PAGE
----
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outstrip all men in affection; they are brimful, running over.

For David is styled, the sweet singer of Israel ; in his Psalms he is ever magnifying the rich mercies of God, choosing rather to be a door-keeper in the house of God, than to dwell in the tents of Mesech : making his word to be a light unto his feet, and a lantern unto his paths; placing all his delight in the law of the Lord.

Solomon is the happy penman of that hymn, which by the spirit is styled the Song of Songs. Yet for all this, they are both exceeded by St. Paul.

But some, it may be, will imagine those worthies to be endowed with higher gifts of nature and art, than St. Paul; and then they will give all the glory to their understanding, and not to their affections.

If it be so, I confess I have not fitly chosen my opposites; but the truth will then appear in them, without comparison distinctly.

For, if in affection they exceed all, and in abilities are as Saul, taller than their brethren by head and shoulders, then is it manifest in them, that eftsoon men of the most raised parts, of highest abilities, do superabound in love.

But if in things which are not directly of faith, I could cease to be a sceptic, I should with that most reverend worthy, Thomas Goodwin, give St. Paul for

head and heart, that throne in heaven which is placed next to Jesus Christ. But “secret things belong to God;" let us only compare their eminency here below. I think it will be out of question, that St. Paul was the most excellent. For though Solomon (there I suppose will be the difficulty) be said to be the wisest of men, that ever were, that ever should be; yet that is to be applied only to government, and (if it may reach so far) to his excellent skill in natural philosophy.

View but St. Paul, and see whether he doth not excel in every thing. Ile had gathered up vast learn ing at the feet of Gamaliel; for his parts he was advanced to eminent power in church and commonwealth. He saith of himself, “I profited in the Jews' religion above many my equals in my own nation, being more exceedingly zealous of the traditions of my fathers.” And after his conversion, he was judged the only man fit to contend with the philosophers at Athens. For they, who seemed to be somewhat in conference, added nothing to him. And therefore to him was committed the unravelling of all the difficult knots. It is he that disputes about meats, long hair, divorces, irregular partings of husband and wife. It is he that openeth the nature of prophecy, evinceth the resurrection from the dead, maintaineth justification by faith. And that he may be perfect in knowledge, God is pleased (whether in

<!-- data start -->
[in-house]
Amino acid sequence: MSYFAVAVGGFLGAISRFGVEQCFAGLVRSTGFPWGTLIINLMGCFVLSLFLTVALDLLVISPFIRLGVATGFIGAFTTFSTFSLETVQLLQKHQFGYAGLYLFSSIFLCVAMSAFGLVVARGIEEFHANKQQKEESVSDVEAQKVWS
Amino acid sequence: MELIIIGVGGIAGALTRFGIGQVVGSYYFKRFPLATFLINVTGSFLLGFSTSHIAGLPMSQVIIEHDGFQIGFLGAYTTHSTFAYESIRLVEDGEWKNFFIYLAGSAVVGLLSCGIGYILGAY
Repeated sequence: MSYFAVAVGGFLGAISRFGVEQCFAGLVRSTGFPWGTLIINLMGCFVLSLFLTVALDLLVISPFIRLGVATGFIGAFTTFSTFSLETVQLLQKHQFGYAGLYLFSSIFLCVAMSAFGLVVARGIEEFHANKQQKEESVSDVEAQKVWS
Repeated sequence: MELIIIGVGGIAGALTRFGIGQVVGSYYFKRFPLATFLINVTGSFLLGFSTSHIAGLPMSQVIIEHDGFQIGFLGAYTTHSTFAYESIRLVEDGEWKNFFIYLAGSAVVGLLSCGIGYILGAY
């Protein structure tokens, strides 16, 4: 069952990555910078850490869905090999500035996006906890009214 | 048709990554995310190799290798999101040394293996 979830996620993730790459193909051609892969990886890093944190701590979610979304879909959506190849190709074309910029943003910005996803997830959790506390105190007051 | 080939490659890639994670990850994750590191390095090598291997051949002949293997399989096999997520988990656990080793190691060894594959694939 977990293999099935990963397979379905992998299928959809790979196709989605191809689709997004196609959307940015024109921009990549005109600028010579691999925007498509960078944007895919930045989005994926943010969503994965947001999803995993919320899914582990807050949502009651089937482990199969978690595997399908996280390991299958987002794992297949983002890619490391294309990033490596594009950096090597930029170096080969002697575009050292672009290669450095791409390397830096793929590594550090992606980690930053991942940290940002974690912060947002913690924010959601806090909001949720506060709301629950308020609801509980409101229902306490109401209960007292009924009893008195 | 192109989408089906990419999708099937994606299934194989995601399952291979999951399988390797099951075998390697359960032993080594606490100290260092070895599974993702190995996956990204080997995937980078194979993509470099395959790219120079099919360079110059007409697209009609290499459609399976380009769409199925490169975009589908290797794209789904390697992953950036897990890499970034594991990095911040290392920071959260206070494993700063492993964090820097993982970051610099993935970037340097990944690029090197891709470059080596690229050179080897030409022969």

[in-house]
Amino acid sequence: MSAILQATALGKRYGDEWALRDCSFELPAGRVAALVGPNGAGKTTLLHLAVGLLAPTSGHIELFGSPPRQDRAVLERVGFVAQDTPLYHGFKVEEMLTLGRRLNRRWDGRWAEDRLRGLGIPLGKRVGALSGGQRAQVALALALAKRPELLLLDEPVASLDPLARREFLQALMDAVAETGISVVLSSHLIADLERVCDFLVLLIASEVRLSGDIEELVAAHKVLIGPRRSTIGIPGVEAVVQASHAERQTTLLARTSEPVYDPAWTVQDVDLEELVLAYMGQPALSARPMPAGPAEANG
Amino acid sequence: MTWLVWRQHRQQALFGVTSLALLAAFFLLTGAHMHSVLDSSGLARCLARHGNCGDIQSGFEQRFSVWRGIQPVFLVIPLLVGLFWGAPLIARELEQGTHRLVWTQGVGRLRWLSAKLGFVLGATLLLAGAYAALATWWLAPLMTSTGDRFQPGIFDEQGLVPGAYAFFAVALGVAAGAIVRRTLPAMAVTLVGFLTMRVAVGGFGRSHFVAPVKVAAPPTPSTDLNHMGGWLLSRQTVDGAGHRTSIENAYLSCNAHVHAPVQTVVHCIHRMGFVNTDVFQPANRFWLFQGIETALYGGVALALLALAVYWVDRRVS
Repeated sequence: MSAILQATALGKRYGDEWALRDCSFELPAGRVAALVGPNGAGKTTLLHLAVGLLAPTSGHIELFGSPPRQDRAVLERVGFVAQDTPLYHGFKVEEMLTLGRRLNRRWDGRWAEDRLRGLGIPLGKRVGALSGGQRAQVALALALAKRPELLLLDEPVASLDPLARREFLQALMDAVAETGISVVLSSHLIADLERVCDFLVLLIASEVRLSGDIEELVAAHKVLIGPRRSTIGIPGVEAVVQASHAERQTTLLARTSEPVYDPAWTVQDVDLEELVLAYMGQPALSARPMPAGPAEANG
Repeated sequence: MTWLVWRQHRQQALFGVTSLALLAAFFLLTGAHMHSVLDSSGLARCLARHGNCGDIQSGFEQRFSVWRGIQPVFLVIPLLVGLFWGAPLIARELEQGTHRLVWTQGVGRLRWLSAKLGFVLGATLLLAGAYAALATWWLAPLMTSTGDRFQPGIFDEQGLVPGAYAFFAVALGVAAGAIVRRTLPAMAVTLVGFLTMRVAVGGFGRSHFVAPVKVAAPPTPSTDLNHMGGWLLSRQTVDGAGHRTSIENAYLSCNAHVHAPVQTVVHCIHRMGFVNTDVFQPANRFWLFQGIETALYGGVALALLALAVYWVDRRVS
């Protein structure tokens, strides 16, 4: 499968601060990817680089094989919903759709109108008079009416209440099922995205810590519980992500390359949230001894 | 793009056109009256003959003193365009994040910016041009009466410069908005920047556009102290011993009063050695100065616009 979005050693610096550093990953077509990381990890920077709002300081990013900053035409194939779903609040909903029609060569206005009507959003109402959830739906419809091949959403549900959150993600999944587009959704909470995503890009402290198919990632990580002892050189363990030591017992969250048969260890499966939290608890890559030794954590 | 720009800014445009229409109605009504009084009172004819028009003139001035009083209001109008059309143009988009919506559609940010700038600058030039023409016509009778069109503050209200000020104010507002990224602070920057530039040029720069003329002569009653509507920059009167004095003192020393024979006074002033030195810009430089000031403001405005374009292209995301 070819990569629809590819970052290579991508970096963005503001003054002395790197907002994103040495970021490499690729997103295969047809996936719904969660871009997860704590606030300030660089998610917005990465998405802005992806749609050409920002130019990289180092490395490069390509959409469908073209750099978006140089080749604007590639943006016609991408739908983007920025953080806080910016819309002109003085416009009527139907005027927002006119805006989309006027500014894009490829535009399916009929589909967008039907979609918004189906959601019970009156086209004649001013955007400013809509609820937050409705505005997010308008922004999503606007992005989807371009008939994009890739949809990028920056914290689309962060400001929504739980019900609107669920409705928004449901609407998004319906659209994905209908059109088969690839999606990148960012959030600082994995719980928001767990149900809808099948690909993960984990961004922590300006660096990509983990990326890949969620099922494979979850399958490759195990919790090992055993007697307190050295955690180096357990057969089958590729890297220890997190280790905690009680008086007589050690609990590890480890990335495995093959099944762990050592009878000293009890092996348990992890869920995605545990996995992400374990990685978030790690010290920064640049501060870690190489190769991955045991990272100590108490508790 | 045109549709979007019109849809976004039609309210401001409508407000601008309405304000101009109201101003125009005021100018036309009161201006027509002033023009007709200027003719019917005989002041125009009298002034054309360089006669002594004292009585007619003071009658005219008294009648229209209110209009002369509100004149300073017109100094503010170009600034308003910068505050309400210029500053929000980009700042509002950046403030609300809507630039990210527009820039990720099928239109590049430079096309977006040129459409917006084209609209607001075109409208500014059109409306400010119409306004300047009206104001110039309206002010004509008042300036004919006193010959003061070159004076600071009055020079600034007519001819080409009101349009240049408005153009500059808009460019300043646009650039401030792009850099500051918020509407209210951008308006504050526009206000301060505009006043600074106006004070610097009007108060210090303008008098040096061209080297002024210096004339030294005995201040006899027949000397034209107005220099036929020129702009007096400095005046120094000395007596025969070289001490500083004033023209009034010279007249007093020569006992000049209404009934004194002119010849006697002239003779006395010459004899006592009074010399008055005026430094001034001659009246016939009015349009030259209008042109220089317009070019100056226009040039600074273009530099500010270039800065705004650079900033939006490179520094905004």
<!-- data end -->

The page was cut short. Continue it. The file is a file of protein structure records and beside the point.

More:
the flesh or spirit he knoweth not) to take him into the third heaven : and there he was so filled with revelation, that God was forced to put the Philomela. thorn under his breast, that he might not fall into the sleep of sin, and so give himself up (as Sampson) into the hands of Philistine enemies. And yet this man exceeds all men.in affections, and in bis affections surpasseth all his other excellencies. It is he that is often in journeys, in perils of waters, in perils of robbers, in perils by his own nation, in perils amongst the Gentiles, in perils in the city, in perils in the wilderness, in perils in the sea, in perils amongst false brethren, in weariness and painfulness, in watchings often, in hunger and thirst, in fastings often, in cold and nakedness. And as he saith of himself, “ Who was weak and I was not weak? Who was offended and I did not burn?" It is he that fought with the beasts at Ephesus. He is content not only to be bound, but to die for Christ.

Good St. Paul was so tender over his kinsmen aca cording to the flesh, that for their sakes he could willingly be content to be separated from the love of the Lord Jesus Christ. And this is greater love than that which Christ mentioneth; for no man had then shewed greater love than to die; but this holy saint, will go one step further, he will suffer an eternal death for his friend,

Thus, if suffering either for the head or members,

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the flesh or spirit he knoweth not) to take him into the third heaven : and there he was so filled with revelation, that God was forced to put the Philomela. thorn under his breast, that he might not fall into the sleep of sin, and so give himself up (as Sampson) into the hands of Philistine enemies. And yet this man exceeds all men. in affections, and in bis affections surpasseth all bis other excellencies. It is he that is often in journeys, in perils of waters, in perils of robbers, in perils by his own nation, in perils amongst the Gentiles, in perils in the city, in perils in the wilderness, in perils in the sea, in perils amongst false brethren, in weariness and painfulness, in watchings often, in hunger and thirst, in fastings often, in cold and nakedness. And as he saith of himself, “ Who was weak and I was not weak? Who was offended and I did not burn?" It is he that fought with the beasts at Ephesus. He is content not only to be bound, but to die for Christ.

Good St. Paul was so tender over his kinsmen ace cording to the flesh, that for their sakes he could willingly be content to be separated from the love of the Lord Jesus Christ. And this is greater love than that which Christ mentioneth ; for no man had then. shewed greater love than to die; but this holy saint, will go one step further, he will suffer an eternal death for his friend.

Thus, if suffering either for the head or members,

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